4

Please Donate to Help Save PopMatters

PopMatters have been informed by our current technology provider that we have until December to move off their service. We are moving to WordPress and a new host, but we really need your help to fund the move and further development.


Music

Books

Film

Recent
Books

The Power of Restraint in Sophie Yanow, Paco Roca, and Elisa Macellari's New Graphic Novels

The magical quality that makes or breaks a graphic novel lies somewhere in that liminal space in which art and literature intersect.

Books

'People of the City' Is an Unrelenting Critique of Colonial Ideology and Praxis

Cyprian Ekwensi's People of the City is a vivid tale of class struggle and identity reclamation in the shadows of colonialism's reign.

Music

1979's 'This Heat' Remains a Lodestone for Avant-Rock Adventure

On their self-titled debut, available for the first time on digital formats, This Heat delivered an all-time classic stitched together from several years of experiments.

Film

'The Edge of Democracy' and Parallels of Political Crises

Academy Award-nominated documentary The Edge of Democracy, now streaming on Netflix, lays bare the political parallels of the rise of Bolsonaro's Brazil with Trump's America.

Music

The Pogues' 'The BBC Sessions 1984-1986' Honors Working-Class Heroes

The Pogues' BBC Sessions 1984-1986 is a welcome chapter in the musical story of these working-class heroes, who reminded listeners of the beauty and dignity of the strong, sooty backs upon which our industrialized world was built.

Music

Mary Halvorson Creates Cacophony to Aestheticize on 'Artlessly Falling'

Mary Halvorson's Artlessly Falling is a challenging album with tracks comprised of improvisational fragments more than based on compositional theory. Halvorson uses the various elements to aestheticize the confusing world around her.

Music

15 Overlooked and Underrated Albums of the 1990s

With every "Best of the '90s" retrospective comes a predictable list of entries. Here are 15 albums that are often overlooked as worthy of placing in these lists, and are too often underrated as some of the best records from the decade.

Books

'A Peculiar Indifference' Takes on Violence in Black America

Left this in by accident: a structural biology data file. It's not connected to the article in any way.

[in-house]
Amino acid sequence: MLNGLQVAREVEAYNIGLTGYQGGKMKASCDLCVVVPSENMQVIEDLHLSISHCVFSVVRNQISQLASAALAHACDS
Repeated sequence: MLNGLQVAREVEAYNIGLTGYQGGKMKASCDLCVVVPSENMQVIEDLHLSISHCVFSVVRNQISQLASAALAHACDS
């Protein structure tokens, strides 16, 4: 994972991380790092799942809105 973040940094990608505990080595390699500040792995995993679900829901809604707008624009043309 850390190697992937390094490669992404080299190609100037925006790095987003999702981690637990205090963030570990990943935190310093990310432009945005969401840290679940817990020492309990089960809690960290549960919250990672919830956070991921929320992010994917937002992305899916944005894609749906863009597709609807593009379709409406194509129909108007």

Pulitzer Prize finalist Elliott Currie's scrupulous investigation of the impacts of violence on Black Americans, A Peculiar Indifference, shows the damaging effect of widespread suffering and identifies an achievable solution.

Music

20 Songs From the 1990s That Time Forgot

Rather than listening to Spotify's latest playlist, give the tunes from this reminiscence of lost '90s singles a spin.

Film

Delightful 'Miss Pettigrew Lives for a Day' Is Good Escapism

Now streaming on Amazon Prime, Bharat Nalluri's 2008 romantic comedy, Miss Pettigrew Lives for a Day, provides pleasant respite in these times of doom and gloom.

Film

The 10 Best Horror Movie Remakes

The horror genre has produced some remake junk. In the case of these ten treats, the update delivers something definitive.

Television

Flirting with Demons at Home, or, When TV Movies Were Evil

Just in time for Halloween, a new Blu-ray from Kino Lorber presents sparkling 2K digital restorations of TV movies that have been missing for decades: Fear No Evil (1969) and its sequel, Ritual of Evil (1970).

Music

Magick Mountain Are Having a Party But Is the Audience Invited?

Garage rockers Magick Mountain debut with Weird Feelings, an album big on fuzz but light on hooks.

Music

Aalok Bala Revels in Nature and Contradiction on EP 'Sacred Mirror'

Electronic musician Aalok Bala knows the night is not a simple mirror, "silver and exact"; it phases and echoes back, alive, sacred.

Music

Clipping Take a Stab at Horrorcore with the Fiery 'Visions of Bodies Being Burned'

Clipping's latest album, Visions of Bodies Being Burned, is a terrifying, razor-sharp sequel to their previous ode to the horror film genre.

Music

Call Super's New LP Is a Digital Biosphere of Insectoid and Otherworldly Sounds

Call Super's Every Mouth Teeth Missing is like its own digital biosphere, rife with the sounds of the forest and the sounds of the studio alike.

Music

Laura Veirs Talks to Herself on 'My Echo'

The thematic connections between these 10 Laura Veirs songs and our current situation are somewhat coincidental, or maybe just the result of kismet or karmic or something in the zeitgeist.

Film

15 Classic Horror Films That Just Won't Die

Those lucky enough to be warped by these 15 classic horror films, now available on Blu-ray from The Criterion Collection and Kino Lorber, never got over them.


Reviews
Collapse Expand Reviews



Features
Collapse Expand Features

PM Picks
Collapse Expand Pm Picks

© 1999-2020 PopMatters.com. All rights reserved.
PopMatters is wholly independent, women-owned and operated.